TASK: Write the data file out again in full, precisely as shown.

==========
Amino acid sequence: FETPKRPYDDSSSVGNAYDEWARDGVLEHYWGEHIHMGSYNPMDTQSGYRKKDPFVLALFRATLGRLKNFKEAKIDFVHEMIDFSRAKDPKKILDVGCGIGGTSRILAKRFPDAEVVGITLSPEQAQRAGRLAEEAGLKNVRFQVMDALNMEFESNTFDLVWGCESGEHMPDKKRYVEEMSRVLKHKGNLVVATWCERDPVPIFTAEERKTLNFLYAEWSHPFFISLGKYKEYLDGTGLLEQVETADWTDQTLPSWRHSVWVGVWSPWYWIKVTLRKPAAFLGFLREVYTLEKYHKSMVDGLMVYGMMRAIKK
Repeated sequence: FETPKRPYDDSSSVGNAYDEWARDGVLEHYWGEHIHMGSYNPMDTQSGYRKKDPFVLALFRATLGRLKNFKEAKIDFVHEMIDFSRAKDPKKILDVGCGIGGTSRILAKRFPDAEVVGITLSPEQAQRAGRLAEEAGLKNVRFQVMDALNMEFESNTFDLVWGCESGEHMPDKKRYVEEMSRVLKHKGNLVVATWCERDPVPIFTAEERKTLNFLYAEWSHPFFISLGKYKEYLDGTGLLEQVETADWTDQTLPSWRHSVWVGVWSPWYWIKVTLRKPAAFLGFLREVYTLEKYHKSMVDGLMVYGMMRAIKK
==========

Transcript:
Amino acid sequence: FETPKRPYDDSSSVGNAYDEWARDGVLEHYWGEHIHMGSYNPMDTQSGYRKKDPFVLALFRATLGRLKNFKEAKIDFVHEMIDFSRAKDPKKILDVGCGIGGTSRILAKRFPDAEVVGITLSPEQAQRAGRLAEEAGLKNVRFQVMDALNMEFESNTFDLVWGCESGEHMPDKKRYVEEMSRVLKHKGNLVVATWCERDPVPIFTAEERKTLNFLYAEWSHPFFISLGKYKEYLDGTGLLEQVETADWTDQTLPSWRHSVWVGVWSPWYWIKVTLRKPAAFLGFLREVYTLEKYHKSMVDGLMVYGMMRAIKK
Repeated sequence: FETPKRPYDDSSSVGNAYDEWARDGVLEHYWGEHIHMGSYNPMDTQSGYRKKDPFVLALFRATLGRLKNFKEAKIDFVHEMIDFSRAKDPKKILDVGCGIGGTSRILAKRFPDAEVVGITLSPEQAQRAGRLAEEAGLKNVRFQVMDALNMEFESNTFDLVWGCESGEHMPDKKRYVEEMSRVLKHKGNLVVATWCERDPVPIFTAEERKTLNFLYAEWSHPFFISLGKYKEYLDGTGLLEQVETADWTDQTLPSWRHSVWVGVWSPWYWIKVTLRKPAAFLGFLREVYTLEKYHKSMVDGLMVYGMMRAIKK